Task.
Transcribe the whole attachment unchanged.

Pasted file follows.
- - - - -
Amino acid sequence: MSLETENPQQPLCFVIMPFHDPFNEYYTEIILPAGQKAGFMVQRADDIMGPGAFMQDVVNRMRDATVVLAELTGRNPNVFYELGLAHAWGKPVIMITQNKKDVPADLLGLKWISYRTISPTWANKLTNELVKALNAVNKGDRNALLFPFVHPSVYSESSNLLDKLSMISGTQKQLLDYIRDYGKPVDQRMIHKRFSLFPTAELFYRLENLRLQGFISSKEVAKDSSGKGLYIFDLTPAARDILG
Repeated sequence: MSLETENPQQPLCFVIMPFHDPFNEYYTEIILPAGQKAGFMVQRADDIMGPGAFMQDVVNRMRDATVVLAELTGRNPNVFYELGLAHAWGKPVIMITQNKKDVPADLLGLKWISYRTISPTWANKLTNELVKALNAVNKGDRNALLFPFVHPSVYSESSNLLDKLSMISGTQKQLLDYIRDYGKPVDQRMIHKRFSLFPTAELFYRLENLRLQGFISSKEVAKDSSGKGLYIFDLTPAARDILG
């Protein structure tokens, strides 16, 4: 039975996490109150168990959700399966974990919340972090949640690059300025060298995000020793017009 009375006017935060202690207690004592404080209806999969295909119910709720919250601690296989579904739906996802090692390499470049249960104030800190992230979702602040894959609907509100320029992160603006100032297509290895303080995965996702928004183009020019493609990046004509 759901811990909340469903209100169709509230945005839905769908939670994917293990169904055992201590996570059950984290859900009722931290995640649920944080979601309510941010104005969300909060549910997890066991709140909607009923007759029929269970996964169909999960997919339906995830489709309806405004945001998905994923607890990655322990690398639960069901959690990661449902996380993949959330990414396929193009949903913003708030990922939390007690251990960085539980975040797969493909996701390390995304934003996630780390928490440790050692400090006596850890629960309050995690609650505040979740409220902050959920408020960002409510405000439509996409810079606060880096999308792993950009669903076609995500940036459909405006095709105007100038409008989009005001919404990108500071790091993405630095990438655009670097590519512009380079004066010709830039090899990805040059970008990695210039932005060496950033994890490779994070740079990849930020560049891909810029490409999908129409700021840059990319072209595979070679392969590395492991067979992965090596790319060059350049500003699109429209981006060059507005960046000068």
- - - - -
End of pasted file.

Amino acid sequence: MSLETENPQQPLCFVIMPFHDPFNEYYTEIILPAGQKAGFMVQRADDIMGPGAFMQDVVNRMRDATVVLAELTGRNPNVFYELGLAHAWGKPVIMITQNKKDVPADLLGLKWISYRTISPTWANKLTNELVKALNAVNKGDRNALLFPFVHPSVYSESSNLLDKLSMISGTQKQLLDYIRDYGKPVDQRMIHKRFSLFPTAELFYRLENLRLQGFISSKEVAKDSSGKGLYIFDLTPAARDILG
Repeated sequence: MSLETENPQQPLCFVIMPFHDPFNEYYTEIILPAGQKAGFMVQRADDIMGPGAFMQDVVNRMRDATVVLAELTGRNPNVFYELGLAHAWGKPVIMITQNKKDVPADLLGLKWISYRTISPTWANKLTNELVKALNAVNKGDRNALLFPFVHPSVYSESSNLLDKLSMISGTQKQLLDYIRDYGKPVDQRMIHKRFSLFPTAELFYRLENLRLQGFISSKEVAKDSSGKGLYIFDLTPAARDILG
């Protein structure tokens, strides 16, 4: 039975996490109150168990959700399966974990919340972090949640690059300025060298995000020793017009 009375006017935060202690207690004592404080209806999969295909119910709720919250601690296989579904739906996802090692390499470049249960104030800190992230979702602040894959609907509100320029992160603006100032297509290895303080995965996702928004183009020019493609990046004509 759901811990909340469903209100169709509230945005839905769908939670994917293990169904055992201590996570059950984290859900009722931290995640649920944080979601309510941010104005969300909060549910997890066991709140909607009923007759029929269970996964169909999960997919339906995830489709309806405004945001998905994923607890990655322990690398639960069901959690990661449902996380993949959330990414396929193009949903913003708030990922939390007690251990960085539980975040797969493909996701390390995304934003996630780390928490440790050692400090006596850890629960309050995690609650505040979740409220902050959920408020960002409510405000439509996409810079606060880096999308792993950009669903076609995500940036459909405006095709105007100038409008989009005001919404990108500071790091993405630095990438655009670097590519512009380079004066010709830039090899990805040059970008990695210039932005060496950033994890490779994070740079990849930020560049891909810029490409999908129409700021840059990319072209595979070679392969590395492991067979992965090596790319060059350049500003699109429209981006060059507005960046000068």